Photo courtesy of Super Scholar
And yet few students seem to know much about what happens to their products when they are done. I have been interviewing students about e-waste for a documentary for a class, and their responses have been interesting. Some students have never considered what happens with their electronics and freely stated they threw them away. Others were incredibly knowledgable and talked about how much of our e-waste is exported to third world countries.
Images courtesy of National Geographic
According to Planet Green,
"The nation dumps between 300 and 400 million electronic items per year, yet less than 20% of that e-waste is recycled properly. About 50 million cell phones are replaced worldwide a month, yet only 10% are recycled."What shocked me the the most were the students who said the had never heard of e-waste and had no clue what I was talking about. I guess I have always assumed that everyone in Silicon Valley and especially students at SCU have at least a basic understanding of it.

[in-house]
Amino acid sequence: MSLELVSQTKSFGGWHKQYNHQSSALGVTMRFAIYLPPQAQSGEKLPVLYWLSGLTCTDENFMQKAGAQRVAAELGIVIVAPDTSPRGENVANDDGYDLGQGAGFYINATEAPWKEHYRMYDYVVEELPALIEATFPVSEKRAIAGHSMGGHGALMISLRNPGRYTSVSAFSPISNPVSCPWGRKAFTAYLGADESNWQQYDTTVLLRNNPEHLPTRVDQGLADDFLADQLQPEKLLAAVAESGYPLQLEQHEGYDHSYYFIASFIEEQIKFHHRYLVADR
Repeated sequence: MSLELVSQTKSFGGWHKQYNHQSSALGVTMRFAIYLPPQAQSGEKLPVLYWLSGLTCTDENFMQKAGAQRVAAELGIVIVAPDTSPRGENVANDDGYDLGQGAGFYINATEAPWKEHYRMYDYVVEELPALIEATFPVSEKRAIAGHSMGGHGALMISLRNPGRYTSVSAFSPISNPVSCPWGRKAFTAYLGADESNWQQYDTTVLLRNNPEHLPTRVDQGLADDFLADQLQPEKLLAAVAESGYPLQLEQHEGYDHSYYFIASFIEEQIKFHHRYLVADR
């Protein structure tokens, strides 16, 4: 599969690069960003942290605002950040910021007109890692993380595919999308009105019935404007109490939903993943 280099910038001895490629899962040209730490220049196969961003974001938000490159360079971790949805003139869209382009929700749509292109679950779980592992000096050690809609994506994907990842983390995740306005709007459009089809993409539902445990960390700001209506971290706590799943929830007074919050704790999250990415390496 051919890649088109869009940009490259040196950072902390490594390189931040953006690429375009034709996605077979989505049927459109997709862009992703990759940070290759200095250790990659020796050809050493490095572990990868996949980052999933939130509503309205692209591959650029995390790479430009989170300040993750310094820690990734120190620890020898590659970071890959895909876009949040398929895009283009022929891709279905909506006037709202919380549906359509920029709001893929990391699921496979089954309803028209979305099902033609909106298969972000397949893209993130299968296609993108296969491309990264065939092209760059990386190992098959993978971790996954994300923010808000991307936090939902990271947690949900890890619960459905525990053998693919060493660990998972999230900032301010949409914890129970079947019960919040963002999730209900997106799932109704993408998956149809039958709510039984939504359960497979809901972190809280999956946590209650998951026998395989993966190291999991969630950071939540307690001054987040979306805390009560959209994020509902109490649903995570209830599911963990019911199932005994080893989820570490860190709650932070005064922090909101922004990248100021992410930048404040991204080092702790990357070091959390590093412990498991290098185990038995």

My friend and student at SCU, Lauren D., had as great insight as to why students do not know much about e-waste.
"I think Santa Clara is really good about the environment and they are really conscious about what everything is doing, but I have to say that I think e-waste is one of those problems that we don't necessarily pay enough attention to anywhere. It's one of those topics that not as many people know about. People aren't as educated [about e-waste]... I think at Santa Clara we need to put more attention on it."I have a feeling that it's not just students at SCU that have never been educated on e-waste before. So spread the word and let everyone know where their cellphone goes and encourage your friends to not rush out to buy the next iPhone when their cellphone still works just fine. Share what you know about e-waste to make a difference.